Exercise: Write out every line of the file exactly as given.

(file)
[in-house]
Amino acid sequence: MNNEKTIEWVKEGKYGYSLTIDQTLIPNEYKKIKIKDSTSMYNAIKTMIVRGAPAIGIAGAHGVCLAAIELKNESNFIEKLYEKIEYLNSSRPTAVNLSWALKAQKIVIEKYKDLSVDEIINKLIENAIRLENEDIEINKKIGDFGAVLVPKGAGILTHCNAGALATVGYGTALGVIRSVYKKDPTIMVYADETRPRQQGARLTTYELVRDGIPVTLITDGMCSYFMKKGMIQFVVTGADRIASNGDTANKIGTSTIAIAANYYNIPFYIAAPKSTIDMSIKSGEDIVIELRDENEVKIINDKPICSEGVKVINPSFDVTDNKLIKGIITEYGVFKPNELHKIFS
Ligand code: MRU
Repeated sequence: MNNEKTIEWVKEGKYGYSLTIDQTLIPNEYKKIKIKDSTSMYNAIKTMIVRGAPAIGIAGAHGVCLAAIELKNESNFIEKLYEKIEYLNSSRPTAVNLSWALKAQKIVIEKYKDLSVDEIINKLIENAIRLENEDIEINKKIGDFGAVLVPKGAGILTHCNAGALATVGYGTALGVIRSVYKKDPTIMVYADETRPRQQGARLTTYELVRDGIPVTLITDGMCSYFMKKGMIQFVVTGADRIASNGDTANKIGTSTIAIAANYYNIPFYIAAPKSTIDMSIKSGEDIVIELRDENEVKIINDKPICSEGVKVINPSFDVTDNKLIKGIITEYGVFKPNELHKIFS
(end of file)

[in-house]
Amino acid sequence: MNNEKTIEWVKEGKYGYSLTIDQTLIPNEYKKIKIKDSTSMYNAIKTMIVRGAPAIGIAGAHGVCLAAIELKNESNFIEKLYEKIEYLNSSRPTAVNLSWALKAQKIVIEKYKDLSVDEIINKLIENAIRLENEDIEINKKIGDFGAVLVPKGAGILTHCNAGALATVGYGTALGVIRSVYKKDPTIMVYADETRPRQQGARLTTYELVRDGIPVTLITDGMCSYFMKKGMIQFVVTGADRIASNGDTANKIGTSTIAIAANYYNIPFYIAAPKSTIDMSIKSGEDIVIELRDENEVKIINDKPICSEGVKVINPSFDVTDNKLIKGIITEYGVFKPNELHKIFS
Ligand code: MRU
Repeated sequence: MNNEKTIEWVKEGKYGYSLTIDQTLIPNEYKKIKIKDSTSMYNAIKTMIVRGAPAIGIAGAHGVCLAAIELKNESNFIEKLYEKIEYLNSSRPTAVNLSWALKAQKIVIEKYKDLSVDEIINKLIENAIRLENEDIEINKKIGDFGAVLVPKGAGILTHCNAGALATVGYGTALGVIRSVYKKDPTIMVYADETRPRQQGARLTTYELVRDGIPVTLITDGMCSYFMKKGMIQFVVTGADRIASNGDTANKIGTSTIAIAANYYNIPFYIAAPKSTIDMSIKSGEDIVIELRDENEVKIINDKPICSEGVKVINPSFDVTDNKLIKGIITEYGVFKPNELHKIFS